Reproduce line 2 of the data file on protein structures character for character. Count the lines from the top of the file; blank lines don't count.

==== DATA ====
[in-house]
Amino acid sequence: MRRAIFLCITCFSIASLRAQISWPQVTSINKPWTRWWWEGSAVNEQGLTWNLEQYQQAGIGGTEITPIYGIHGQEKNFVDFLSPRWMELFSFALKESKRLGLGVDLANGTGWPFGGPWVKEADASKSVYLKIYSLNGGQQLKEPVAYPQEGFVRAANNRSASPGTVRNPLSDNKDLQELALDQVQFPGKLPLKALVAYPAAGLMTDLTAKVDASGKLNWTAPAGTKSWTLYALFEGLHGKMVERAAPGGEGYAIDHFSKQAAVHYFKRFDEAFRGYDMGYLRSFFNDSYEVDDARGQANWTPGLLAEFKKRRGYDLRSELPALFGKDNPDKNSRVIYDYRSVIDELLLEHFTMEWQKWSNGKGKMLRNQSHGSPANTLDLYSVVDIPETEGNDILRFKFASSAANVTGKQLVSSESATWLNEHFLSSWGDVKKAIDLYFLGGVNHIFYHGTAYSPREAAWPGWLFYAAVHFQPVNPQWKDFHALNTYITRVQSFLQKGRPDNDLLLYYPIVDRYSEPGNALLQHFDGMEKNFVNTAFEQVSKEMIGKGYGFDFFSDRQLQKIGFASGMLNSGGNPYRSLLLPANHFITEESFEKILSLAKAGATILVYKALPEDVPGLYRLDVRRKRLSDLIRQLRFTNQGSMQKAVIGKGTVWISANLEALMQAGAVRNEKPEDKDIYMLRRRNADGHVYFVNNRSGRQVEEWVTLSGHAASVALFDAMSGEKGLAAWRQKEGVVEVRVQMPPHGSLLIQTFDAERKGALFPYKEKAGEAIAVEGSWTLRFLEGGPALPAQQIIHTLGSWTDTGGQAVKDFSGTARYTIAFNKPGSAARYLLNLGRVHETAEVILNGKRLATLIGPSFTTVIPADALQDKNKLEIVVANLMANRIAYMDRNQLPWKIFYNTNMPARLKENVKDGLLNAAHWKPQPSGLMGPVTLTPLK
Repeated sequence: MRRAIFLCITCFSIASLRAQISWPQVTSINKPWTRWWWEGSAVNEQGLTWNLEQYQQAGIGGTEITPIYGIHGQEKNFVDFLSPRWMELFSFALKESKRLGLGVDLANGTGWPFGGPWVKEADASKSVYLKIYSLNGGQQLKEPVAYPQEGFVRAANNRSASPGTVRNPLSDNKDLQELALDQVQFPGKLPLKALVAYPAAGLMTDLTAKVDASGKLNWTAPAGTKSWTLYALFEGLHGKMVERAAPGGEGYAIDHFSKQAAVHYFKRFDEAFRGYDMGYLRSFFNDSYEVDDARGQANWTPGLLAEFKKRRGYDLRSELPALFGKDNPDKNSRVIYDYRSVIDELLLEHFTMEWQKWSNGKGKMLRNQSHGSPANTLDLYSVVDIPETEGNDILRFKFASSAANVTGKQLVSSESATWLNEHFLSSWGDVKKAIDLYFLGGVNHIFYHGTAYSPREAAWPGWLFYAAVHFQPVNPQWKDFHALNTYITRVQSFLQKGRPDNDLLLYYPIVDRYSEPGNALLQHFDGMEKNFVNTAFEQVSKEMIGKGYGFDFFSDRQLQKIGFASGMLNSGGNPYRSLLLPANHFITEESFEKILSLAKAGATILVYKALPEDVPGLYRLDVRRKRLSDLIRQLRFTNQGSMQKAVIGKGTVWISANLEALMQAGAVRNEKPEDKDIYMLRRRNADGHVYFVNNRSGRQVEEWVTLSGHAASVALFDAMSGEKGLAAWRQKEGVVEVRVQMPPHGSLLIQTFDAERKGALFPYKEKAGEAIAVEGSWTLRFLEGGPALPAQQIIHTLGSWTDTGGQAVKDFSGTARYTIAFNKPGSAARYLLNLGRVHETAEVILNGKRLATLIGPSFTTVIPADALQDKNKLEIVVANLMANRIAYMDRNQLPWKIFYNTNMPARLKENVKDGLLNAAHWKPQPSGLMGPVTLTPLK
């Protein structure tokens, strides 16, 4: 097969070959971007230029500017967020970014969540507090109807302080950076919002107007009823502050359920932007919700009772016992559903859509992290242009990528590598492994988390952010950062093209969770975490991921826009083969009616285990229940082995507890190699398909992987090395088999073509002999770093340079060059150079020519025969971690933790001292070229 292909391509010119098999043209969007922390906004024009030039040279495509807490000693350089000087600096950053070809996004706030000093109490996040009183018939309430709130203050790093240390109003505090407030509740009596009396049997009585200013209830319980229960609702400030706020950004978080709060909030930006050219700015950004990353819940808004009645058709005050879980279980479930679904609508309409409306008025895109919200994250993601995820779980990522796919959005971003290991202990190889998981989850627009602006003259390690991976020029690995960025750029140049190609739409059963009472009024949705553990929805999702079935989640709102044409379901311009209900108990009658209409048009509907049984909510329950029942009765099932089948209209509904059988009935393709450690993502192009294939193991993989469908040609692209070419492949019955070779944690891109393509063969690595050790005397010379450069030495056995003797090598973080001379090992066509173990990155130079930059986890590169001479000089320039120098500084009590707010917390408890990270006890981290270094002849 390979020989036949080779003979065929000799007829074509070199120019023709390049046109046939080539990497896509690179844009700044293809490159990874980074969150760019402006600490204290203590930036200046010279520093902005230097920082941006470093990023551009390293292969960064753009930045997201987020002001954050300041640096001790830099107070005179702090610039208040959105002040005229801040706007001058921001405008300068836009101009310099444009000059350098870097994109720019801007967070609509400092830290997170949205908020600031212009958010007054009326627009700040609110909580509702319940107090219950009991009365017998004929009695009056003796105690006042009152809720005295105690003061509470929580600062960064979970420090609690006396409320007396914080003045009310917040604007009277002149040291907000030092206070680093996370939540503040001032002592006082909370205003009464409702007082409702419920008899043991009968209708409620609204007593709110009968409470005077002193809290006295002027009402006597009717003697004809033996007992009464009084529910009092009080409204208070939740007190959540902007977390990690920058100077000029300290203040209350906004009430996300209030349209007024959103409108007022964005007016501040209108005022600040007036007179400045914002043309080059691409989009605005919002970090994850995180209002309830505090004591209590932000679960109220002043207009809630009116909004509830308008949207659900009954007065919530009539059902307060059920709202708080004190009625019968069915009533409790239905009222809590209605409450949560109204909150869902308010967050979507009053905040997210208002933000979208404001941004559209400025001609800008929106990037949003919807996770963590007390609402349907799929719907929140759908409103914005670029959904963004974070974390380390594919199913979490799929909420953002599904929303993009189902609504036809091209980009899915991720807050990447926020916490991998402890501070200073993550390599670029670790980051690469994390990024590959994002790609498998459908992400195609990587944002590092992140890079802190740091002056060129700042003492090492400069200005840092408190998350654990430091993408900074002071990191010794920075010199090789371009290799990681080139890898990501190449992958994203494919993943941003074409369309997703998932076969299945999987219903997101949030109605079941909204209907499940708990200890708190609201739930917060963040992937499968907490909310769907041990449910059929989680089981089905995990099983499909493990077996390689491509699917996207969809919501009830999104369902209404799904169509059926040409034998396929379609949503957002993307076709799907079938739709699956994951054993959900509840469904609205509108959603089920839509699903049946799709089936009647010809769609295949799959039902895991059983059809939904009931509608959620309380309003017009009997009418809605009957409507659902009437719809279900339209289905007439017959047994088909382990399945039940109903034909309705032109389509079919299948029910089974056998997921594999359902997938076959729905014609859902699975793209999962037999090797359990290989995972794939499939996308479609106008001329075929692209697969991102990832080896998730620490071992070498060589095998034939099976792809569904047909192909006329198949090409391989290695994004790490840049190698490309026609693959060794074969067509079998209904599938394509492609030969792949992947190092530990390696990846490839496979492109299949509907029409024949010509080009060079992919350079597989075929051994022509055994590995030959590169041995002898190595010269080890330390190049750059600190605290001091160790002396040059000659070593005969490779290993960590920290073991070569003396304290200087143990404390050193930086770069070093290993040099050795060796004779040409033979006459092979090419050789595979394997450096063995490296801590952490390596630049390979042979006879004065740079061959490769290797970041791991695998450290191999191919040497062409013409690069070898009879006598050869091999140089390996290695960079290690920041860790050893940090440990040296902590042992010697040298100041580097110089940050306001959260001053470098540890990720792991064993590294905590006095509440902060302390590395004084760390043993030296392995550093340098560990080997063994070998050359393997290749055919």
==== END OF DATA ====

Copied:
Amino acid sequence: MRRAIFLCITCFSIASLRAQISWPQVTSINKPWTRWWWEGSAVNEQGLTWNLEQYQQAGIGGTEITPIYGIHGQEKNFVDFLSPRWMELFSFALKESKRLGLGVDLANGTGWPFGGPWVKEADASKSVYLKIYSLNGGQQLKEPVAYPQEGFVRAANNRSASPGTVRNPLSDNKDLQELALDQVQFPGKLPLKALVAYPAAGLMTDLTAKVDASGKLNWTAPAGTKSWTLYALFEGLHGKMVERAAPGGEGYAIDHFSKQAAVHYFKRFDEAFRGYDMGYLRSFFNDSYEVDDARGQANWTPGLLAEFKKRRGYDLRSELPALFGKDNPDKNSRVIYDYRSVIDELLLEHFTMEWQKWSNGKGKMLRNQSHGSPANTLDLYSVVDIPETEGNDILRFKFASSAANVTGKQLVSSESATWLNEHFLSSWGDVKKAIDLYFLGGVNHIFYHGTAYSPREAAWPGWLFYAAVHFQPVNPQWKDFHALNTYITRVQSFLQKGRPDNDLLLYYPIVDRYSEPGNALLQHFDGMEKNFVNTAFEQVSKEMIGKGYGFDFFSDRQLQKIGFASGMLNSGGNPYRSLLLPANHFITEESFEKILSLAKAGATILVYKALPEDVPGLYRLDVRRKRLSDLIRQLRFTNQGSMQKAVIGKGTVWISANLEALMQAGAVRNEKPEDKDIYMLRRRNADGHVYFVNNRSGRQVEEWVTLSGHAASVALFDAMSGEKGLAAWRQKEGVVEVRVQMPPHGSLLIQTFDAERKGALFPYKEKAGEAIAVEGSWTLRFLEGGPALPAQQIIHTLGSWTDTGGQAVKDFSGTARYTIAFNKPGSAARYLLNLGRVHETAEVILNGKRLATLIGPSFTTVIPADALQDKNKLEIVVANLMANRIAYMDRNQLPWKIFYNTNMPARLKENVKDGLLNAAHWKPQPSGLMGPVTLTPLK